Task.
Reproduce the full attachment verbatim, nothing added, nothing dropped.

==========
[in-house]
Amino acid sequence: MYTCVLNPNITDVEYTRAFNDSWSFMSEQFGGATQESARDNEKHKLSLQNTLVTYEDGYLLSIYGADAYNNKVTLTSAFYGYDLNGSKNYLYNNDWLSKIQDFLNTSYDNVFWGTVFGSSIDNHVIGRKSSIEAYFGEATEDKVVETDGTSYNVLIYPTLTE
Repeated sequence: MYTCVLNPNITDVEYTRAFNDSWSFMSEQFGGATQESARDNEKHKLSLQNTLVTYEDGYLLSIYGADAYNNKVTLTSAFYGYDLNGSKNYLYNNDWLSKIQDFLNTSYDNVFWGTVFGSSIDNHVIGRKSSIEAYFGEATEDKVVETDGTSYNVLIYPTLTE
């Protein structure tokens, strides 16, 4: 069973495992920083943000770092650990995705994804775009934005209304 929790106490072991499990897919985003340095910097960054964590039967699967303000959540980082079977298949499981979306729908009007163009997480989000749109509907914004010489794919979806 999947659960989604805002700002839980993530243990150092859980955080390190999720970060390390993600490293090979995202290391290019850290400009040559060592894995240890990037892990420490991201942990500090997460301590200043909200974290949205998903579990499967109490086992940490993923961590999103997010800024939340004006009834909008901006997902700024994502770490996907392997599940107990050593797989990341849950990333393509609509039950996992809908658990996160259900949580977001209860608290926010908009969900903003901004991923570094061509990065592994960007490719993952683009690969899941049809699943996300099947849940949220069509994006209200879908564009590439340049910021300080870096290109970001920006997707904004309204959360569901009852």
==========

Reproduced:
[in-house]
Amino acid sequence: MYTCVLNPNITDVEYTRAFNDSWSFMSEQFGGATQESARDNEKHKLSLQNTLVTYEDGYLLSIYGADAYNNKVTLTSAFYGYDLNGSKNYLYNNDWLSKIQDFLNTSYDNVFWGTVFGSSIDNHVIGRKSSIEAYFGEATEDKVVETDGTSYNVLIYPTLTE
Repeated sequence: MYTCVLNPNITDVEYTRAFNDSWSFMSEQFGGATQESARDNEKHKLSLQNTLVTYEDGYLLSIYGADAYNNKVTLTSAFYGYDLNGSKNYLYNNDWLSKIQDFLNTSYDNVFWGTVFGSSIDNHVIGRKSSIEAYFGEATEDKVVETDGTSYNVLIYPTLTE
């Protein structure tokens, strides 16, 4: 069973495992920083943000770092650990995705994804775009934005209304 929790106490072991499990897919985003340095910097960054964590039967699967303000959540980082079977298949499981979306729908009007163009997480989000749109509907914004010489794919979806 999947659960989604805002700002839980993530243990150092859980955080390190999720970060390390993600490293090979995202290391290019850290400009040559060592894995240890990037892990420490991201942990500090997460301590200043909200974290949205998903579990499967109490086992940490993923961590999103997010800024939340004006009834909008901006997902700024994502770490996907392997599940107990050593797989990341849950990333393509609509039950996992809908658990996160259900949580977001209860608290926010908009969900903003901004991923570094061509990065592994960007490719993952683009690969899941049809699943996300099947849940949220069509994006209200879908564009590439340049910021300080870096290109970001920006997707904004309204959360569901009852």